We’ve been talking about augmented reality (AR) for a long time now. When Layar first launched and offered a browser based platform for developers to build AR experience, it looked like it would be a regular part of our lives in no time. The continued excitement behind AR suggests that maybe that reality is getting closer, but it’s still unclear how deeply AR experience will impact our day-to-day mobile experiences.
Trends that AR has going for it
- Smartphone adoption - Right now smartphone’s make up about 35% of all mobile devices. That should surpass the 40% mark in the next year, which is what some agency leaders view as the tipping point for “trigger” technology (any connector between your physical world and a digital experience through your mobile device including NFC, image rec, 2D barcodes, and voice).
- The experience matches the expectation - Consumers expect something cool with image recognition or 2D barcodes. Augmented reality is with out a doubt an exciting experience which makes it appealing to marketers gives consumers the “payoff” they need to re-engage.
- Smartphone ad spend - Ad spend on mobile increased 75% last year, and some statistics suggest that wasn’t enough. Display advertising will suck up a lot of those spend increases, but as marketers realize they need to approach mobile differently (think local and personal) than PC they will look for new ways to enable their audience.
What AR has going against it
- AR is tied to a trigger - Whether that trigger is image rec, 2D barcodes, NFC and so on consumers have to get used to seeing something in their physical environment that suggests “Hey, there is something more here.”, taking the appropriate action, and then being delivered the kind of experience that will make them want to do it again in a different context. There are a lot of potential breaking points that marketers will have narrow down for AR to make it our our mobile device in a big way.
- Consumers haven’t decided how they WANT to use AR - This is still tied to the first point, but the fact is that until adoption gets to a point where the early majority signal how they prefer to use 2D codes, image rec, and what they want the resulting experience to look like, marketers are going to have a hard time meeting their needs. Even then, AR is just one option for a digital experience and may not make sense in enough scenarios to ever make a big impact.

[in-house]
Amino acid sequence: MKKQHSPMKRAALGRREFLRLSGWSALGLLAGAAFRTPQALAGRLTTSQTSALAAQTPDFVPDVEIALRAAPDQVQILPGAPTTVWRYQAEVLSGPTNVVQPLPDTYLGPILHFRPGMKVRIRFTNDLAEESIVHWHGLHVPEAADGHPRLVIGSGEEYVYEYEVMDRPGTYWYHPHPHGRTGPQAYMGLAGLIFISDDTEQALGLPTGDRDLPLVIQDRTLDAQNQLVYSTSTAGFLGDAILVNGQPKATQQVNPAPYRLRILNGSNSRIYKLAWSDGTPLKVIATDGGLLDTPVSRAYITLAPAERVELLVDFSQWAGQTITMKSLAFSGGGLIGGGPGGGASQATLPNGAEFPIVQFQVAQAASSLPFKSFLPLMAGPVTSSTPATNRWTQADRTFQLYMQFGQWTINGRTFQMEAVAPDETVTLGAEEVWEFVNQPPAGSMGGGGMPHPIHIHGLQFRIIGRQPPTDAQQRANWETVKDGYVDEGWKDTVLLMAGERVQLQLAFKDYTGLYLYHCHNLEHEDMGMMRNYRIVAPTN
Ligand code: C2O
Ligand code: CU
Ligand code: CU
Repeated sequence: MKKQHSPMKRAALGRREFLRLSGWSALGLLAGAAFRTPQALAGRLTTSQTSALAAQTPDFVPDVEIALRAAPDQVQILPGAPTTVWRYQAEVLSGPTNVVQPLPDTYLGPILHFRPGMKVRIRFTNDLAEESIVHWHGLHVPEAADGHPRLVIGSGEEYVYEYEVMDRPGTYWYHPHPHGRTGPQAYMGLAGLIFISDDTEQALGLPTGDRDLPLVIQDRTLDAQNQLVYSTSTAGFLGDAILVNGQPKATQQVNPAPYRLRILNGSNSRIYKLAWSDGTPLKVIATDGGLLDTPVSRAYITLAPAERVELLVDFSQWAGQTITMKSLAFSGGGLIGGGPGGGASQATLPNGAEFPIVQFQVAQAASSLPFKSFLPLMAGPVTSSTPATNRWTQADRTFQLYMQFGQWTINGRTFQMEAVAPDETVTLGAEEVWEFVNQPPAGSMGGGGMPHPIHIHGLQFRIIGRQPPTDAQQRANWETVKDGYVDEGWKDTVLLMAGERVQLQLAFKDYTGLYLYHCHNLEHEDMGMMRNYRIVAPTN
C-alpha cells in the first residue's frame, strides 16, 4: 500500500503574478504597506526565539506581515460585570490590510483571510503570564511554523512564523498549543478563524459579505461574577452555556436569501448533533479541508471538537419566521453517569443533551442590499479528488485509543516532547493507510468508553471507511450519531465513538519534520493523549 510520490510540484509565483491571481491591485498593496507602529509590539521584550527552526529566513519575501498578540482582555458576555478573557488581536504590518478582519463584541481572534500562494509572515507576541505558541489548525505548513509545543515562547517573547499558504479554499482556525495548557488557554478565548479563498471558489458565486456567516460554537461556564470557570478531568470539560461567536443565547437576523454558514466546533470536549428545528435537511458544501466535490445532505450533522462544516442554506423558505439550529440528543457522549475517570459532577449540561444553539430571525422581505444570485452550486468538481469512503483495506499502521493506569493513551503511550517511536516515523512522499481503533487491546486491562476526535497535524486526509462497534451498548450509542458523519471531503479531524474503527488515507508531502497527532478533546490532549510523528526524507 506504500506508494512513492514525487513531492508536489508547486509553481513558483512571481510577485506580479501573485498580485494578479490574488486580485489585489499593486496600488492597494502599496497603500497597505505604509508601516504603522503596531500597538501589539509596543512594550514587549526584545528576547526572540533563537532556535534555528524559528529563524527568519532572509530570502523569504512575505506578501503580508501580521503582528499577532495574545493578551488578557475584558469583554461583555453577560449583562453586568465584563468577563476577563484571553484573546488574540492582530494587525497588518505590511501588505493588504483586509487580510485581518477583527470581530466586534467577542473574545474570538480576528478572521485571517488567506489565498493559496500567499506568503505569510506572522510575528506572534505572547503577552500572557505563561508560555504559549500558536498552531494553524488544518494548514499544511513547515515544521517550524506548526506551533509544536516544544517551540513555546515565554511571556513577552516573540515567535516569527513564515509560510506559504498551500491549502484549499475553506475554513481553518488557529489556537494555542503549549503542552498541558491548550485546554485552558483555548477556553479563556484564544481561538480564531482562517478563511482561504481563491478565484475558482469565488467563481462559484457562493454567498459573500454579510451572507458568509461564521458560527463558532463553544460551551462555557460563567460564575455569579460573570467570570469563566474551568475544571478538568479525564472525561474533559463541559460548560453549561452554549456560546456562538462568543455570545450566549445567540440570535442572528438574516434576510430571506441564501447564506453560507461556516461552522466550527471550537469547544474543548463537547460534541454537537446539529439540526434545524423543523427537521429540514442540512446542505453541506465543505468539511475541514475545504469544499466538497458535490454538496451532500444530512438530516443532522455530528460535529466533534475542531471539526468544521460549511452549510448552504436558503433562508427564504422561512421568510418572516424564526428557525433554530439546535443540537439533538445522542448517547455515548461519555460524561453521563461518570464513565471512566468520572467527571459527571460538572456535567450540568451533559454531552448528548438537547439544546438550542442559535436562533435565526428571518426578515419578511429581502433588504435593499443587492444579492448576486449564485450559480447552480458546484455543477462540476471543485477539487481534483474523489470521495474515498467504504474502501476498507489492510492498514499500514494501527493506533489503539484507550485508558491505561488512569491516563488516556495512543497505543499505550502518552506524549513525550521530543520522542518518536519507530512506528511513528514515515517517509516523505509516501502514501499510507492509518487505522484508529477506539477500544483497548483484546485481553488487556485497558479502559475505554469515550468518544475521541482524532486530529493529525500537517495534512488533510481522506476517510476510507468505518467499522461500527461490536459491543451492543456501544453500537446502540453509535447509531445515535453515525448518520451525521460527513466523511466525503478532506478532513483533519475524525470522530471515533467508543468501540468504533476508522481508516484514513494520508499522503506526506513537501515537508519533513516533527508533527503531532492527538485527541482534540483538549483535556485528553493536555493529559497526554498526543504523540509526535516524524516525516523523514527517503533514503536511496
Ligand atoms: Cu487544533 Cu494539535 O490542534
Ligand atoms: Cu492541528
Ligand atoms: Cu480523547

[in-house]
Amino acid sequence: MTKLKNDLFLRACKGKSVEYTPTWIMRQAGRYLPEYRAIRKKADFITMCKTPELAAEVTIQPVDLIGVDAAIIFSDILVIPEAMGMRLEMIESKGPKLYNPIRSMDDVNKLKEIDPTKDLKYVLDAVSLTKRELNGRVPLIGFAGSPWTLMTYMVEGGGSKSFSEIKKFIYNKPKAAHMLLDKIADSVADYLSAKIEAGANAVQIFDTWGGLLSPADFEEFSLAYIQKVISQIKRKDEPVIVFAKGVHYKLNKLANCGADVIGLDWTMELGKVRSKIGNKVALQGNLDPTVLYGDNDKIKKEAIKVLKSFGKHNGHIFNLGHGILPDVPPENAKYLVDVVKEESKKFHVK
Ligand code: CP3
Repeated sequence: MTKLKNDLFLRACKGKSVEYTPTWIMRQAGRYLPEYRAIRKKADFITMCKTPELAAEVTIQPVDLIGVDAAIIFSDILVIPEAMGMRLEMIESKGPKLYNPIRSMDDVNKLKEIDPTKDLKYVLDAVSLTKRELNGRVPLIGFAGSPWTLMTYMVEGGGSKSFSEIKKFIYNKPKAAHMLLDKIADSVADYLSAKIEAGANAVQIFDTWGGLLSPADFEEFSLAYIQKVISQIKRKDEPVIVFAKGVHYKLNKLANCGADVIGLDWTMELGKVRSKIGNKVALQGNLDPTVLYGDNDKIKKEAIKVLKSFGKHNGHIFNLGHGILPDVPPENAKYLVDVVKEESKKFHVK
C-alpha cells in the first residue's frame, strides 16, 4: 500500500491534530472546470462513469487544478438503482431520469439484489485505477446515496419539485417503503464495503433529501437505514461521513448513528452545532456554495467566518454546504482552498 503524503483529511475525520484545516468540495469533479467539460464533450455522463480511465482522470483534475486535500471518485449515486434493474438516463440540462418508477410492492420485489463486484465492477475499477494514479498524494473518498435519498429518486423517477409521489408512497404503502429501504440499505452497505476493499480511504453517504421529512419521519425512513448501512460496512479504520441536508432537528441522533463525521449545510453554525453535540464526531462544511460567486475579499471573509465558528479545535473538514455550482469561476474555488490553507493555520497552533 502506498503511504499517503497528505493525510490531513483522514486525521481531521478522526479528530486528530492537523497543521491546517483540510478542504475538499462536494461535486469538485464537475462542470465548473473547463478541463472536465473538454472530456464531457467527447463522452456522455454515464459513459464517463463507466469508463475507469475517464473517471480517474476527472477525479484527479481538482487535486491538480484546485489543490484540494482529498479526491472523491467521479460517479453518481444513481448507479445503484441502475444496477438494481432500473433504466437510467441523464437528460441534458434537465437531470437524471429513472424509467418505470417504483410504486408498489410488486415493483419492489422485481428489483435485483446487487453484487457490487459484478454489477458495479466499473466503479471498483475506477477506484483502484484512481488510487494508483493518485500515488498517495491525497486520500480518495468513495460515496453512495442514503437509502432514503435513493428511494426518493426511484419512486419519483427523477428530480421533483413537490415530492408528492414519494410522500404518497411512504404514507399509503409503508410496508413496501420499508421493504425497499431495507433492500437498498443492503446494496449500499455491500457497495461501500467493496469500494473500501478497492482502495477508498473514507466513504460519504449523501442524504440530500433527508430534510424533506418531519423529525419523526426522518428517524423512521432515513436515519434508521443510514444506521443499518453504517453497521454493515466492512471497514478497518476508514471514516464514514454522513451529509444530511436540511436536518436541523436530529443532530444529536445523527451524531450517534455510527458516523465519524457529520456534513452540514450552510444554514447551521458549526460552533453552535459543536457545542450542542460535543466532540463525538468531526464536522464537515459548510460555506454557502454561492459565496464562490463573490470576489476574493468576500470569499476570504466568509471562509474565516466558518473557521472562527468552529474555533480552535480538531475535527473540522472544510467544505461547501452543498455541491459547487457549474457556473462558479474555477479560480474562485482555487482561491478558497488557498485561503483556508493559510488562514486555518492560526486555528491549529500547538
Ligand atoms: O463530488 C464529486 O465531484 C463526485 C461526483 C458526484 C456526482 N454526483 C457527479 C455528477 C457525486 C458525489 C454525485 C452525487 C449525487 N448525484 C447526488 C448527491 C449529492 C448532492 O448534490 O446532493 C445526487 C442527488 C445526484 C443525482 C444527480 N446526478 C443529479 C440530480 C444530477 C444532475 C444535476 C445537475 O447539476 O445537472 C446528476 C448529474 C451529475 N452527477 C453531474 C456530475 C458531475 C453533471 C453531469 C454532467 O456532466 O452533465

The most promising scenarios for AR
Often times technology is pushed because its new and interesting. That might raise some eyebrows, but it won’t result in broad adoption. If something new is going to take off, it has to satisfy a need that consumers are asking to be solved. Marketing can surface a need that consumers perhaps aren’t aware of, and therefore aren’t actively asking for, but they can’t manufacture one. So to determine which scenarios look the most promising for AR, we should think about people are already using their smartphones. The more I’ve researched the topic, the more clear it is that consumers look to their mobile device as a tool to discover the world around them. This is most obvious when we look at trends with mobile search and how we use our smartphones when shopping. With that in mind, I pulled together a few uses of AR that satisfy a need by improving existing solutions in the mobile space.
Vision of an Augmented City
Google Goggles: Visual Search and AR for Android
Layar’s Mobile AR Browser
The utility of all three applications provide by making it easy and fun to get more information from your surroundings in actionable way, and thus influences behavior, gives incentive for both the consumers and marketers to get behind to get behind them. In the long run, that means similar scenarios should be around for a while.